When working with suppliers, make sure they have secondary and tertiary strategies for their own supply lines to prevent disruptions to your own company, and include that as a contractual element when you initially sit down with your suppliers. Meet with your suppliers on a monthly and quarterly basis to make sure they have a way to shift manufacturing or delivery paths if a disruption occurs. You will need to constantly work with your suppliers to make sure that diversity stays in the delivery path, the assembly path, and the subassembly path, so that you have a very strong overall delivery capability within your supply chain.

Final Thoughts

There are huge opportunities across many supply chains for something that gives them much more visibility and flexibility than they have today.

Flexibility is key when it comes to managing inventory. Today, you have some flexibility when it comes to managing inventory, but not as much as you need. Fortunately, supply chain visibility platforms can give you much more visibility into your supply chain, which means that you can evolve more towards a just-in-time environment where you can alleviate inventory shortages/overages, balance supply and demand, and shorten up your capital-in-progress timeframe.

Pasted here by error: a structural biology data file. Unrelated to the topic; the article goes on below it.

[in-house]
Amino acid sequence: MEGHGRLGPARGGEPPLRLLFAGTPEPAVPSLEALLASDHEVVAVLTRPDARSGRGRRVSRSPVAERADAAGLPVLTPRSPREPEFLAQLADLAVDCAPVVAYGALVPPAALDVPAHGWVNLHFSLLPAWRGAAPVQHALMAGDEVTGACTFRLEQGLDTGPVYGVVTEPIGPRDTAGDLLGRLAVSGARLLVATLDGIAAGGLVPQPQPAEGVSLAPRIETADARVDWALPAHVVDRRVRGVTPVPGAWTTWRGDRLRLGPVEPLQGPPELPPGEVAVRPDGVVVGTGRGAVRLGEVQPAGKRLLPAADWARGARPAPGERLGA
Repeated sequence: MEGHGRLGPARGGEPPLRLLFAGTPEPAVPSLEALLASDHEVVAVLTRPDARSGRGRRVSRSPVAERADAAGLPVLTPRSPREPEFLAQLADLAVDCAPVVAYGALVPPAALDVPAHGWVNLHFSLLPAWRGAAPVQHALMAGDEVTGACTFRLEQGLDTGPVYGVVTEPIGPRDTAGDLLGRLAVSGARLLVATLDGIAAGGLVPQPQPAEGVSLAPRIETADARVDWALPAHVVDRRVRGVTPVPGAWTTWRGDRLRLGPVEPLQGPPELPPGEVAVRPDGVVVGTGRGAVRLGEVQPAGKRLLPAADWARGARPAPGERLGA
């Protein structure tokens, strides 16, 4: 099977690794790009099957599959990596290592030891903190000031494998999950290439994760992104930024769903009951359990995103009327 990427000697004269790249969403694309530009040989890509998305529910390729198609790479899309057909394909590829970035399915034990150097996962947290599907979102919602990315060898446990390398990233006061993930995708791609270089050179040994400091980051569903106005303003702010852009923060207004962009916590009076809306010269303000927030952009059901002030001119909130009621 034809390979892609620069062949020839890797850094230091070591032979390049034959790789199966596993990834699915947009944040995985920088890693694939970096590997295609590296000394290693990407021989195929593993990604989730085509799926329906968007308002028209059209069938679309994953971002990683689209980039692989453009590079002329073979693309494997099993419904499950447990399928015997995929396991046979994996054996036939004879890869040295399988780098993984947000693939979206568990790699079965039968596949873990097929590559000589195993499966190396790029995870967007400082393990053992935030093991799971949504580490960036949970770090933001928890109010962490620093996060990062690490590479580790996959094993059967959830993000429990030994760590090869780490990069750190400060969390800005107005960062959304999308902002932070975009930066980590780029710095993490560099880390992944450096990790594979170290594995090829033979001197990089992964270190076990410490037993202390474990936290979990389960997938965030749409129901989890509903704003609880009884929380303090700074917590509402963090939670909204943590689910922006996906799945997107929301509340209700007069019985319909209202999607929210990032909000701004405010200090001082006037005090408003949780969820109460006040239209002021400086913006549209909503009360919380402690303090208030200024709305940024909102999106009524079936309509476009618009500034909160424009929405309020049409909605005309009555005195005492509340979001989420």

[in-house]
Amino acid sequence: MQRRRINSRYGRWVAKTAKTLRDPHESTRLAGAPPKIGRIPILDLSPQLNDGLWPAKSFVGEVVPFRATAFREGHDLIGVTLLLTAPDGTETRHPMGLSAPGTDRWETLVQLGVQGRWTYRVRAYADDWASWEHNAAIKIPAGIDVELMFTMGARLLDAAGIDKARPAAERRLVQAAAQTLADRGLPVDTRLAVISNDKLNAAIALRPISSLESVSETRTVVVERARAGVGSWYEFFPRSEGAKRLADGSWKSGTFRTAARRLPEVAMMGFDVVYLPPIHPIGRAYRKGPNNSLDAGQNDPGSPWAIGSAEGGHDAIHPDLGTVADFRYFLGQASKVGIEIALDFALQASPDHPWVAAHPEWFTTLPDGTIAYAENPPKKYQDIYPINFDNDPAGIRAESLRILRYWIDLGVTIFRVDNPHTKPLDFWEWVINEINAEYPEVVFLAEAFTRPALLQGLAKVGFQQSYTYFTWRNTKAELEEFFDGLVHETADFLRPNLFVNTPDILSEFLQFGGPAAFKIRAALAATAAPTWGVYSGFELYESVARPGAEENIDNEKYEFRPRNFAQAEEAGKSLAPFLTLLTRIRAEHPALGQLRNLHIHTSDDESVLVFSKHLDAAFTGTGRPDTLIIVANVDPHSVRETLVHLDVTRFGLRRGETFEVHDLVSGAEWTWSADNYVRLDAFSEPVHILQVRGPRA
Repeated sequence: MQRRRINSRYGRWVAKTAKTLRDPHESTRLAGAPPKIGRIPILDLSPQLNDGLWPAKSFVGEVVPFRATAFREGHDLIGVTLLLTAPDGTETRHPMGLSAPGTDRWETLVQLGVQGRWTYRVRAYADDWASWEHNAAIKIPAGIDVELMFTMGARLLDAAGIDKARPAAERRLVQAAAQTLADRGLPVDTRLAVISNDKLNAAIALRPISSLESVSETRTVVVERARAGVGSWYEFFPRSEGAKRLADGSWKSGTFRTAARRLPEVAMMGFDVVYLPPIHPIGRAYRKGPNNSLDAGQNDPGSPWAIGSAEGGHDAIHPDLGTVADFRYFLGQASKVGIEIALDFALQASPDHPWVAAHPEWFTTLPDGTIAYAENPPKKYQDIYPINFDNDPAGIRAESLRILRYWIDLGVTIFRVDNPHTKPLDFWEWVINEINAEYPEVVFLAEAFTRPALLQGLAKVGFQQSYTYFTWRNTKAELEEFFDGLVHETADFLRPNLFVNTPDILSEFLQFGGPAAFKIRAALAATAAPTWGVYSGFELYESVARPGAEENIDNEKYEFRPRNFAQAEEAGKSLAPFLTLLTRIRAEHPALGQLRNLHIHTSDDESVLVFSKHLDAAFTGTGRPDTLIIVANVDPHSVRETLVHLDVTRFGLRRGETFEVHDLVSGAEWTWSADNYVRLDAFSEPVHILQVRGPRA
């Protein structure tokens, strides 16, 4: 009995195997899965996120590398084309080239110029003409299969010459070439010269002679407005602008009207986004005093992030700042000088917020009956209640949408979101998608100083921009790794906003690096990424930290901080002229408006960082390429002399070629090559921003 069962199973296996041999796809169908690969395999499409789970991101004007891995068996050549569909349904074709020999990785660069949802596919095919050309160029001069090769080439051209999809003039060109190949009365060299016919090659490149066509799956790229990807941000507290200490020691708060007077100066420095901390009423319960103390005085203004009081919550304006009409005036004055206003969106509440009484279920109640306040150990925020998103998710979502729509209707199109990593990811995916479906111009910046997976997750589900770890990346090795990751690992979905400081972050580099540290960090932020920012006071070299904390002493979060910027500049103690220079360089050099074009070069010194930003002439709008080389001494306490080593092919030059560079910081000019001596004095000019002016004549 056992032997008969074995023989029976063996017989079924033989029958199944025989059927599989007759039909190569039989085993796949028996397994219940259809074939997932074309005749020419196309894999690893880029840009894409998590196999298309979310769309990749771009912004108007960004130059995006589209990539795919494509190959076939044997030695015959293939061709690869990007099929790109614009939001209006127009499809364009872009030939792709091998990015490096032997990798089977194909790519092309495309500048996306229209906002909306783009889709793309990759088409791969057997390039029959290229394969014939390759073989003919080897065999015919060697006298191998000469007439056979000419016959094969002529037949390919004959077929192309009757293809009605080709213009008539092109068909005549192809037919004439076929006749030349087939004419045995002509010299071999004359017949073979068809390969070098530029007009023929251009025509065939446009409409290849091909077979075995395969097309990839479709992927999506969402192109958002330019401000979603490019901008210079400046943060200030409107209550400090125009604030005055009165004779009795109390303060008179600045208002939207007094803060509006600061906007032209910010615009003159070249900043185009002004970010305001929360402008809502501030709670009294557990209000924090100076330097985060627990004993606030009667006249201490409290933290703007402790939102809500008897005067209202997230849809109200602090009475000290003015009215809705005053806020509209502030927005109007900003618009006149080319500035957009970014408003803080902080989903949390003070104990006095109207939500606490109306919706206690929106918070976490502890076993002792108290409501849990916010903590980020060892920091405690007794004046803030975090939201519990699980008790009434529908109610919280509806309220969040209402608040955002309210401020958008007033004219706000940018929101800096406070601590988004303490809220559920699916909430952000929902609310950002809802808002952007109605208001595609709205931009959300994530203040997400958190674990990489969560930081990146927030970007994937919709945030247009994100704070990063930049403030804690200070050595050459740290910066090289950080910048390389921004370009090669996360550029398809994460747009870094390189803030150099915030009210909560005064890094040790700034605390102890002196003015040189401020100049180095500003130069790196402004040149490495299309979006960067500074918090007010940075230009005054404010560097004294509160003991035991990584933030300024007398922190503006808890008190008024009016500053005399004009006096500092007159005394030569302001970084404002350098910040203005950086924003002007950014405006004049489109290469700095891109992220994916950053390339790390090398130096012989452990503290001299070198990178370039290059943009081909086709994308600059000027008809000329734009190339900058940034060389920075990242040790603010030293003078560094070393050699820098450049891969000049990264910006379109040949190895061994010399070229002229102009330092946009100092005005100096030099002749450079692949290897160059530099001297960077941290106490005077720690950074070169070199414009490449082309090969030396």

About the Author

Tim Harden has strong expertise in all major supply chain functions, including strategic sourcing, purchasing, supplier diversity, supply chain logistics, distribution, and fleet management, stemming from his leadership roles at Pacific Bell, SBC, and AT&T. He is a member of Cloudleaf’s Board of Advisors, and is the Chairman Emeritus of the QuEST Forum Executive Board, which manages the worldwide quality standard TL 9000. He was also a former member of Supply Chain 50, which represents a group of the top 50 Fortune 500 Supply Chain professionals from around the world.